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Tchaikovsky A-Z: Letter P

Letter P
Alexander Pushkin (1799-1837)

The Russian writer Alexander Pushkin suffered the same fate which befell Lensky in his verse novel, Yevgeny Onegin (the story which Tchaikovsky turned into his own most successful opera): he died as a result of a duel.

Alexander PushkinMoscow-born Pushkin is considered the greatest of all Russian poets - the writer who introduced the vernacular into his poems and plays, expanding the vocabulary and laying the foundations for modern Russian literature. Published from the age of 15, his talent was widely recognised by the time he graduated from the Imperial Lyceum at Tsarskoe Selo, near St Petersburg, where he based himself; Pushkin's radical, reforming ideas brought him into conflict with the authorities, resulting in periods of exile in southern Russia (where he took up the cause of Greek independence) and at his mother's estate in the north. Pushkin successfully petitioned Tsar Nicholas I for release from government control; but since dissidents involved in the December uprising of 1825 were known to have drawn inspiration from Pushkin's early writings, he was unable to travel or publish freely.

Pushkin's admission to court circles was circumscribed by the low rank assigned to him by the Tsar; this granted few privileges other than attendance at court balls at which his wife, Natalya Goncharova, could be admired, not least by the Tsar - Pushkin regarded this as an expressly contrived humiliation. This and mounting debt led to the fateful challenge issued to Natalya's alleged lover.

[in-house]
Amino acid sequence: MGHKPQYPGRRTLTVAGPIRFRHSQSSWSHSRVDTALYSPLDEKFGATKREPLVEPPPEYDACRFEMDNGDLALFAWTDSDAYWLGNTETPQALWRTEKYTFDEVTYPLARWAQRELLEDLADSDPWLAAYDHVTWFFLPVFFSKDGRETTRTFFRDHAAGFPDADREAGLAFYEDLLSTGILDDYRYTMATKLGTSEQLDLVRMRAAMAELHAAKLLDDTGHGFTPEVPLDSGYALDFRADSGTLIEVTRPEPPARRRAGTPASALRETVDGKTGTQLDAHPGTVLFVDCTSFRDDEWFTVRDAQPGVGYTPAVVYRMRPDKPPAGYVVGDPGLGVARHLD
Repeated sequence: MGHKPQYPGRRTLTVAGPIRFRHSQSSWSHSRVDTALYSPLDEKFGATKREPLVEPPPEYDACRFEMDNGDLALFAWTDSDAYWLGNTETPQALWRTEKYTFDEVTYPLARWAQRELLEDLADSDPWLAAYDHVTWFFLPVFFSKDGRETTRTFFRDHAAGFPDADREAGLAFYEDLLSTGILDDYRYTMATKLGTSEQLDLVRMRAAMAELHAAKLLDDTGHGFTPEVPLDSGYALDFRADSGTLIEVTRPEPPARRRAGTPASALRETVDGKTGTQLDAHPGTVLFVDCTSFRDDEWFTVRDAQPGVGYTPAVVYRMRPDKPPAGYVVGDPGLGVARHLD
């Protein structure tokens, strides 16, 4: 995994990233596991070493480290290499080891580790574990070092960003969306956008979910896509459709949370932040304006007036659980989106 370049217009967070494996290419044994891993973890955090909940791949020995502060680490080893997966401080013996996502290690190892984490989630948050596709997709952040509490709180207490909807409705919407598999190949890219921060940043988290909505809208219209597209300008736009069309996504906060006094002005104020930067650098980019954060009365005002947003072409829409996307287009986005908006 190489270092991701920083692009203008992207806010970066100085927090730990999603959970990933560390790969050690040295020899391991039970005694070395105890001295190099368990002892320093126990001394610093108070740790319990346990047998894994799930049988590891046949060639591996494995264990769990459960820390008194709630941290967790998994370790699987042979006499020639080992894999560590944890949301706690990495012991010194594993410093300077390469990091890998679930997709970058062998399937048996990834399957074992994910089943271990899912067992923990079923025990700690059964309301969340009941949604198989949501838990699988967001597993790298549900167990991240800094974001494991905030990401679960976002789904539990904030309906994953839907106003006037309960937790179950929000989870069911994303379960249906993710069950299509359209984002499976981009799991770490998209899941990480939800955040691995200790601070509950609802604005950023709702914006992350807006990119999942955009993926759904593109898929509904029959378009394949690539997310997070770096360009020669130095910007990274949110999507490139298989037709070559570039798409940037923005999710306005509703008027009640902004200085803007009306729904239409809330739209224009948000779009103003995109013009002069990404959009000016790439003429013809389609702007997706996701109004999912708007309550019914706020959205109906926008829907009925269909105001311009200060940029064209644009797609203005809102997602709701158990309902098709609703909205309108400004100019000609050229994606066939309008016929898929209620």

Yeygeny Onegin was published serially over an eight-year period, and was completed in 1831. Tchaikovsky's opera was premiered in 1879, but the earliest Pushkin-inspired opera was Glinka's Ruslan and Ludmila; throughout the 19th century composers continued to draw inspiration from Pushkin's stories: among the best-known operas which resulted were Mussorgsky's Boris Godunov, Dargomyzhsky's The Stone Guest, and three Rimsky-Korsakov operas: Mozart and Salieri, The Tale of Tsar Saltan, and The Golden Cockerel. Tchaikovsky's other 'repertoire' operas - Mazeppa and The Queen of Spades - are also based on Pushkin. His influence continues: Peter Shaffer's play and film, Amadeus, was based on Pushkin's Mozart and Salieri.
© Graeme Kay/BBC

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